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Bordeaux - Mérignac Airport
Aéroport de Bordeaux - Mérignac
AéroportBORDEAUX.jpg
IATA: BODICAO: LFBD
Summary
Airport type Public / Military
Serves Bordeaux, France
Location Mérignac, France
Elevation AMSL 162 ft / 49 m
Coordinates 44°49′42″N 000°42′56″W / 44.82833°N 0.71556°W / 44.82833; -0.71556Coordinates: 44°49′42″N 000°42′56″W / 44.82833°N 0.71556°W / 44.82833; -0.71556
Website www.bordeaux.aeroport.fr
Runways
Direction Length Surface
m ft
05/23 3,100 10,171 Asphalt
11/29 2,415 7,923 Asphalt
Source: French AIP[1]

Bordeaux - Mérignac Airport (French: Aéroport de Bordeaux - Mérignac) (IATA: BODICAO: LFBD) is an airport serving the French city of Bordeaux. It is located in the town of Mérignac, 6 miles (10 km) west of Bordeaux,[1] within the département of Gironde. In 2008, the airport served more than 3 519 000 travellers. It is ranked 6th in France as a destination for passengers.

The airport operates on a two halls basis, within a single terminal, and is only linked to downtown by a coach company called JetBus. This lack of a public mass transport connection has led to a certain anger in the local area. Some people do use the bus 49 to Bordeaux 2 where they could stop at Lycée Mérignac to catch the tram on the A line to the city centre. However, there are plans for the tramway system to link the airport with downtown.

In addition to almost a flight per hour to Paris and daily flights to the major French cities, the airport offers daily and weekly flights to a large number of European and international destinations.

The general Charles de Gaulle took off from the airport to travel to London in 1940. The following day he made the call of June 18th (Appeal of 18 June).

During the early years of the Cold War, Bordeaux-Mérignac was a front-line NATO facility for the United States Air Forces in Europe (USAFE). As well as its civil use, the French Air Force deignated Mérignac Air Base BA 106, and it has been used in its strategic air force.

As a consequence of the temporary closure of the Cazaux military base, the civil authorities have been forced to share the runaway with the French Army since November 2005.

Contents

History

Bordeaux Mérignac's origins begin in 1917, when a joint civilian/military air field was established there. The facility was a major hub for Air France, flying from Bordeaux to various destinations in Europe and North Africa. Military uses by the French Air Force was as a training center and also as a bomber base.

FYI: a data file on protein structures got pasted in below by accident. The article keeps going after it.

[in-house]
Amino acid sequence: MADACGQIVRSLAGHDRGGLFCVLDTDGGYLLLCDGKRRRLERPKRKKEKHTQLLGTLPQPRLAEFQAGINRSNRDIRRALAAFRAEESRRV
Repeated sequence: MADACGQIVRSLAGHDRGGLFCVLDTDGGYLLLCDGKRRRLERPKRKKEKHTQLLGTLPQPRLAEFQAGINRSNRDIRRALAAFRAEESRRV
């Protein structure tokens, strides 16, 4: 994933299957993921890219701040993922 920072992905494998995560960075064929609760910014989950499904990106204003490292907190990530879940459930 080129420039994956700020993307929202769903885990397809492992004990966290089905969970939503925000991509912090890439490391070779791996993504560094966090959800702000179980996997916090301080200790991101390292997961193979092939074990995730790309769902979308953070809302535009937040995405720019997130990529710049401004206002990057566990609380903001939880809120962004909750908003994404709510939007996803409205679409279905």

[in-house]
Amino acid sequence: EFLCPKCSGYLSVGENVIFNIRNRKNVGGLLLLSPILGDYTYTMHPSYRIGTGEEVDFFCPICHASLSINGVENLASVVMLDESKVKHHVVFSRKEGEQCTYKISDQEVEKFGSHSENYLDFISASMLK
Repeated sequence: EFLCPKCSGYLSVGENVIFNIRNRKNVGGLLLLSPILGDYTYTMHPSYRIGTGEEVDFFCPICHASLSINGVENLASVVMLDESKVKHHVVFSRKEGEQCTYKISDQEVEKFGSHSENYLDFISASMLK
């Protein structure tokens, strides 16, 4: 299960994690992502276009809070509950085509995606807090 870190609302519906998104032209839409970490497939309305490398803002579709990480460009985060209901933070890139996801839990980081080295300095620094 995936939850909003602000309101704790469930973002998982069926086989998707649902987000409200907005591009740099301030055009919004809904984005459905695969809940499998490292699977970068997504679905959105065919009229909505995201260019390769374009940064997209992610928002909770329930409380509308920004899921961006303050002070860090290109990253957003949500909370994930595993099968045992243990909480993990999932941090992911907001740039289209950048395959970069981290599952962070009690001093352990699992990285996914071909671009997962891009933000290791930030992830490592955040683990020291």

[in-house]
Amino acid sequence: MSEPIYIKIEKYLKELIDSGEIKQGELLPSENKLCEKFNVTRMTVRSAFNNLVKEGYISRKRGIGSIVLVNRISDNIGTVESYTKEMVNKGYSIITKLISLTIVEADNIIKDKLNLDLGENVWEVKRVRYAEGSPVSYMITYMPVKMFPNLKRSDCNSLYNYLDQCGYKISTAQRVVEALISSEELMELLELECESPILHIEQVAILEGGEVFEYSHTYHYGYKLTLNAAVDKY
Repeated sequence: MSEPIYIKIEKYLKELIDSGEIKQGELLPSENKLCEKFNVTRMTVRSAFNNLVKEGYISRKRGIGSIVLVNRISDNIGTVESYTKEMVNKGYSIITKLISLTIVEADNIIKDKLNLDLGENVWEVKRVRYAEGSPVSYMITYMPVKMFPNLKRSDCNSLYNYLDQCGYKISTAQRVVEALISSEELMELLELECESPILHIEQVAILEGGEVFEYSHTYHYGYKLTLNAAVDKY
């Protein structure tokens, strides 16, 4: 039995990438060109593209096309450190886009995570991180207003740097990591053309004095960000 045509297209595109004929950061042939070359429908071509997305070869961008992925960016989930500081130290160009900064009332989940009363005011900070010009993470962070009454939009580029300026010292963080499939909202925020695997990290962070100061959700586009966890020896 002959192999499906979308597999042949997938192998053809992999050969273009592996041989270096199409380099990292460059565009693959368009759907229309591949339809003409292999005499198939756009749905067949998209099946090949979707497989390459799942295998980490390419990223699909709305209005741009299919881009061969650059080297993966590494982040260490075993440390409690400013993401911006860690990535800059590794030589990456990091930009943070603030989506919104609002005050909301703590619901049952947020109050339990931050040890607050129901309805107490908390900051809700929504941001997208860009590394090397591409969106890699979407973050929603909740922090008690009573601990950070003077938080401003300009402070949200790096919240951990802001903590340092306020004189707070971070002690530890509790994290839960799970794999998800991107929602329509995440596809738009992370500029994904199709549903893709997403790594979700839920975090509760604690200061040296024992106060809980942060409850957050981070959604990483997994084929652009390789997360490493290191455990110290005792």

During World War II the German Luftwaffe took control of the base and used it as a center for maritime reconnaissance. Focke-Wulf Fw-200 "Condor" aircraft flew from the base roaming the Atlantic Ocean looking for Allied shipping.

The United States Army Air Force 8th Air Force and the Royal Air Force attacked the base in 1943.

After the war Air France resumed commercial operations out of Mérignac and the reestablished French Air Force returned to use the facility.

In 1951 Mérignac was turned over to NATO for use by the United States Air Force. Construction of a modern air base suitable for jet aircraft began on 1 August. Much evidence of the war remained with many warning signs still in German, scattered munitions around the facility; the perimeter was still mined; large quantities of practice bombs, and destroyed hangars and other buildings as a result of Allied air raids.

On 1 October 1958, Bordeaux-Mérignac Air Base was closed to reduce USAFE expenses and manpower. All ongoing activities were moved to the NATO Chateauroux-Deols Air Base in central France. The U. S. Army operated a logistics facility at Mérignac for a few years, but ended their activities in 1961 and the entire facility was returned to French control.

Terminals, airlines and destinations

Mérignac airport has one terminal, with two halls (A and B). A third - Hall C - is currently under construction and is due for opening in May 2010.

View of the airport
Airlines Destinations Hall
Aer Lingus Dublin [seasonal] A
Air Algérie Algiers, Oran [seasonal] A
Air France Lyon, Paris-Charles de Gaulle, Paris-Orly B
Air France operated by Brit Air Nice B
Air France operated by Régional Ajaccio [seasonal], Bastia [seasonal], Barcelona, Lille, Lisbon, Marseilles, Nantes, Rome-Fiumicino, Strasbourg B
Air Transat Montréal-Trudeau [seasonal], Quebec City [seasonal; begins 23 June] A
Airlinair operated by Chalair Aviation Brest, Rennes B
Baboo Geneva A
Bmibaby Manchester [seasonal] A
British Airways London-Gatwick A
EasyJet Bristol [seasonal], Liverpool [seasonal], London-Gatwick [begins 28 March], London-Luton, Lyon, Milan-Malpensa [begins 30 April] A
EasyJet Switzerland Basel/Mulhouse, Geneva A
Flybe Birmingham [seasonal; begins 12 July], Southampton [seasonal; begins 13 July] A
Iberia operated by Air Nostrum Madrid A
Jet4you Casablanca [begins 29 March] A
KLM operated by KLM Cityhopper Amsterdam B
Norwegian Air Shuttle Oslo-Gardermoen [seasonal], Stockholm-Arlanda [seasonal] A
Nouvelair Tunisie Djerba, Monastir [seasonal] A
Royal Air Maroc Casablanca, Marrakech A
Ryanair Bologna [begins 31 March], Brussels South-Charleroi, Edinburgh [seasonal; begins 31 March], Porto [begins 30 March] A
Tunisair Tunis A

See also

References

  1. ^ a b LFBD – BORDEAUX MÉRIGNAC (PDF). AIP from French Service d'information aéronautique, effective 14 Jan 2010.

External links


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